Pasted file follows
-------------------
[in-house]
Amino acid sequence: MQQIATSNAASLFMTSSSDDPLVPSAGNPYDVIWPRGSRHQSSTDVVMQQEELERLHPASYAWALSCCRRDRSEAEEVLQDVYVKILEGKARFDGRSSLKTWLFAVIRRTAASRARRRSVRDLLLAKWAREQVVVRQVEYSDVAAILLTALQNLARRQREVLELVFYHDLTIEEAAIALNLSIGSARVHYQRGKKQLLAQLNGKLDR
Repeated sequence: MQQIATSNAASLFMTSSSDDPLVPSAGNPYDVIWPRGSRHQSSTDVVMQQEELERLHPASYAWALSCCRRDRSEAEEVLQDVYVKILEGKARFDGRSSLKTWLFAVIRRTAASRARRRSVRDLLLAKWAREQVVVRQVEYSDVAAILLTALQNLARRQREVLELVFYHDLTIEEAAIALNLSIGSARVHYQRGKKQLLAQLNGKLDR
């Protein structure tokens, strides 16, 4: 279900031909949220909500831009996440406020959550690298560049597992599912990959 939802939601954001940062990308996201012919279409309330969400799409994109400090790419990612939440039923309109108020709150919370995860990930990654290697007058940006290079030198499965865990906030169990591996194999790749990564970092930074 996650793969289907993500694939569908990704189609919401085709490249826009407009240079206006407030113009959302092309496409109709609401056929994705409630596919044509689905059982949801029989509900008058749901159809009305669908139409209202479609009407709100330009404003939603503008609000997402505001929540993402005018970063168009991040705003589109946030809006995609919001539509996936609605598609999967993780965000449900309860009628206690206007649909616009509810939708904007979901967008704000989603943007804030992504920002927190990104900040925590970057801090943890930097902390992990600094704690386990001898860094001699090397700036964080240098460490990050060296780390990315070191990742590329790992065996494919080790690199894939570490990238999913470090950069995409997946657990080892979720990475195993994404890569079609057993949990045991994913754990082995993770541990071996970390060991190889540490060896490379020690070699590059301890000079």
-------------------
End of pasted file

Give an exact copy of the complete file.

[in-house]
Amino acid sequence: MQQIATSNAASLFMTSSSDDPLVPSAGNPYDVIWPRGSRHQSSTDVVMQQEELERLHPASYAWALSCCRRDRSEAEEVLQDVYVKILEGKARFDGRSSLKTWLFAVIRRTAASRARRRSVRDLLLAKWAREQVVVRQVEYSDVAAILLTALQNLARRQREVLELVFYHDLTIEEAAIALNLSIGSARVHYQRGKKQLLAQLNGKLDR
Repeated sequence: MQQIATSNAASLFMTSSSDDPLVPSAGNPYDVIWPRGSRHQSSTDVVMQQEELERLHPASYAWALSCCRRDRSEAEEVLQDVYVKILEGKARFDGRSSLKTWLFAVIRRTAASRARRRSVRDLLLAKWAREQVVVRQVEYSDVAAILLTALQNLARRQREVLELVFYHDLTIEEAAIALNLSIGSARVHYQRGKKQLLAQLNGKLDR
């Protein structure tokens, strides 16, 4: 279900031909949220909500831009996440406020959550690298560049597992599912990959 939802939601954001940062990308996201012919279409309330969400799409994109400090790419990612939440039923309109108020709150919370995860990930990654290697007058940006290079030198499965865990906030169990591996194999790749990564970092930074 996650793969289907993500694939569908990704189609919401085709490249826009407009240079206006407030113009959302092309496409109709609401056929994705409630596919044509689905059982949801029989509900008058749901159809009305669908139409209202479609009407709100330009404003939603503008609000997402505001929540993402005018970063168009991040705003589109946030809006995609919001539509996936609605598609999967993780965000449900309860009628206690206007649909616009509810939708904007979901967008704000989603943007804030992504920002927190990104900040925590970057801090943890930097902390992990600094704690386990001898860094001699090397700036964080240098460490990050060296780390990315070191990742590329790992065996494919080790690199894939570490990238999913470090950069995409997946657990080892979720990475195993994404890569079609057993949990045991994913754990082995993770541990071996970390060991190889540490060896490379020690070699590059301890000079």